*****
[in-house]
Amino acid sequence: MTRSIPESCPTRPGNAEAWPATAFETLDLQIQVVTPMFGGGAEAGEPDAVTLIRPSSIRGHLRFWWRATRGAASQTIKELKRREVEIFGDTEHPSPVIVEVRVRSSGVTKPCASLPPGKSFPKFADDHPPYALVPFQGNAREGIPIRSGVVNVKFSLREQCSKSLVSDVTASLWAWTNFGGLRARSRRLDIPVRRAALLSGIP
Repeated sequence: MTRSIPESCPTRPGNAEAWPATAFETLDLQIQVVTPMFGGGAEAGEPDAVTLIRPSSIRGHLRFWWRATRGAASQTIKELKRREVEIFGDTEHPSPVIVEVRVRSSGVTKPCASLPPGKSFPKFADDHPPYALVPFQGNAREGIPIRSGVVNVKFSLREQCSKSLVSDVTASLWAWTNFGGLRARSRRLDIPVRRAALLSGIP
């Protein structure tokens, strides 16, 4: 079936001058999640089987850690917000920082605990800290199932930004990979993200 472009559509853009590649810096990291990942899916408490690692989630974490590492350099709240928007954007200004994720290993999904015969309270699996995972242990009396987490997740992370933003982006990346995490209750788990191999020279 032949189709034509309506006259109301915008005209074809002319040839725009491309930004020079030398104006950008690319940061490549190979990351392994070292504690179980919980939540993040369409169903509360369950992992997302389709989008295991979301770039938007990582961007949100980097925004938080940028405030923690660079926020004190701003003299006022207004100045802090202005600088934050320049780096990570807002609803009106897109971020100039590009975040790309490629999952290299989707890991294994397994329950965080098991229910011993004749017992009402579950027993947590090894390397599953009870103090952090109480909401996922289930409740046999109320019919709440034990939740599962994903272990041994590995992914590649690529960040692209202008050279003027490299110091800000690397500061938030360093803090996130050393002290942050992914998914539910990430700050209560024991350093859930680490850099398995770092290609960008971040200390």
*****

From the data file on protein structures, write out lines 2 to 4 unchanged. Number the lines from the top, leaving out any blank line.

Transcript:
Amino acid sequence: MTRSIPESCPTRPGNAEAWPATAFETLDLQIQVVTPMFGGGAEAGEPDAVTLIRPSSIRGHLRFWWRATRGAASQTIKELKRREVEIFGDTEHPSPVIVEVRVRSSGVTKPCASLPPGKSFPKFADDHPPYALVPFQGNAREGIPIRSGVVNVKFSLREQCSKSLVSDVTASLWAWTNFGGLRARSRRLDIPVRRAALLSGIP
Repeated sequence: MTRSIPESCPTRPGNAEAWPATAFETLDLQIQVVTPMFGGGAEAGEPDAVTLIRPSSIRGHLRFWWRATRGAASQTIKELKRREVEIFGDTEHPSPVIVEVRVRSSGVTKPCASLPPGKSFPKFADDHPPYALVPFQGNAREGIPIRSGVVNVKFSLREQCSKSLVSDVTASLWAWTNFGGLRARSRRLDIPVRRAALLSGIP
């Protein structure tokens, strides 16, 4: 079936001058999640089987850690917000920082605990800290199932930004990979993200 472009559509853009590649810096990291990942899916408490690692989630974490590492350099709240928007954007200004994720290993999904015969309270699996995972242990009396987490997740992370933003982006990346995490209750788990191999020279 032949189709034509309506006259109301915008005209074809002319040839725009491309930004020079030398104006950008690319940061490549190979990351392994070292504690179980919980939540993040369409169903509360369950992992997302389709989008295991979301770039938007990582961007949100980097925004938080940028405030923690660079926020004190701003003299006022207004100045802090202005600088934050320049780096990570807002609803009106897109971020100039590009975040790309490629999952290299989707890991294994397994329950965080098991229910011993004749017992009402579950027993947590090894390397599953009870103090952090109480909401996922289930409740046999109320019919709440034990939740599962994903272990041994590995992914590649690529960040692209202008050279003027490299110091800000690397500061938030360093803090996130050393002290942050992914998914539910990430700050209560024991350093859930680490850099398995770092290609960008971040200390």